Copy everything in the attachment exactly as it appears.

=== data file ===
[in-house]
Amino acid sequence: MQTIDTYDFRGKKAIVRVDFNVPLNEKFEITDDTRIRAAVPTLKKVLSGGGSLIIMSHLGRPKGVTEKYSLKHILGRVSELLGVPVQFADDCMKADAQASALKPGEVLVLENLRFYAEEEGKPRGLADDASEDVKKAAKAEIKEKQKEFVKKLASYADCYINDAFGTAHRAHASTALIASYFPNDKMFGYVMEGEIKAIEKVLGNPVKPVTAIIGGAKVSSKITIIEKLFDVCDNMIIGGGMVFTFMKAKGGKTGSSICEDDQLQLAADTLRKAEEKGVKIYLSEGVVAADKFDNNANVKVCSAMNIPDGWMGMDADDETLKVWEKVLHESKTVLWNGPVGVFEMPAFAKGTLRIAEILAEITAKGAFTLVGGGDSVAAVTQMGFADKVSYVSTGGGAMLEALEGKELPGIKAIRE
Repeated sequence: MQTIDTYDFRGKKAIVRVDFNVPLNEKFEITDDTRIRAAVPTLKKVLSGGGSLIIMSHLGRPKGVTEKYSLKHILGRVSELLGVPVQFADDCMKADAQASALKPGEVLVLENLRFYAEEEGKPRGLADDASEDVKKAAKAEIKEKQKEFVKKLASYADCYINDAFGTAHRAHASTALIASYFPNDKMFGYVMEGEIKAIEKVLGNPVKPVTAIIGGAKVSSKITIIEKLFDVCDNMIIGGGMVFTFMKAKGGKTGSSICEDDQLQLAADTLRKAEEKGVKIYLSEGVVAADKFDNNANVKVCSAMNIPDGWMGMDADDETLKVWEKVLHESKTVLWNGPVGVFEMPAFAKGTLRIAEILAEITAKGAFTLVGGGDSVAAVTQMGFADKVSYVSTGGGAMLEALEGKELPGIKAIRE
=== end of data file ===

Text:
[in-house]
Amino acid sequence: MQTIDTYDFRGKKAIVRVDFNVPLNEKFEITDDTRIRAAVPTLKKVLSGGGSLIIMSHLGRPKGVTEKYSLKHILGRVSELLGVPVQFADDCMKADAQASALKPGEVLVLENLRFYAEEEGKPRGLADDASEDVKKAAKAEIKEKQKEFVKKLASYADCYINDAFGTAHRAHASTALIASYFPNDKMFGYVMEGEIKAIEKVLGNPVKPVTAIIGGAKVSSKITIIEKLFDVCDNMIIGGGMVFTFMKAKGGKTGSSICEDDQLQLAADTLRKAEEKGVKIYLSEGVVAADKFDNNANVKVCSAMNIPDGWMGMDADDETLKVWEKVLHESKTVLWNGPVGVFEMPAFAKGTLRIAEILAEITAKGAFTLVGGGDSVAAVTQMGFADKVSYVSTGGGAMLEALEGKELPGIKAIRE
Repeated sequence: MQTIDTYDFRGKKAIVRVDFNVPLNEKFEITDDTRIRAAVPTLKKVLSGGGSLIIMSHLGRPKGVTEKYSLKHILGRVSELLGVPVQFADDCMKADAQASALKPGEVLVLENLRFYAEEEGKPRGLADDASEDVKKAAKAEIKEKQKEFVKKLASYADCYINDAFGTAHRAHASTALIASYFPNDKMFGYVMEGEIKAIEKVLGNPVKPVTAIIGGAKVSSKITIIEKLFDVCDNMIIGGGMVFTFMKAKGGKTGSSICEDDQLQLAADTLRKAEEKGVKIYLSEGVVAADKFDNNANVKVCSAMNIPDGWMGMDADDETLKVWEKVLHESKTVLWNGPVGVFEMPAFAKGTLRIAEILAEITAKGAFTLVGGGDSVAAVTQMGFADKVSYVSTGGGAMLEALEGKELPGIKAIRE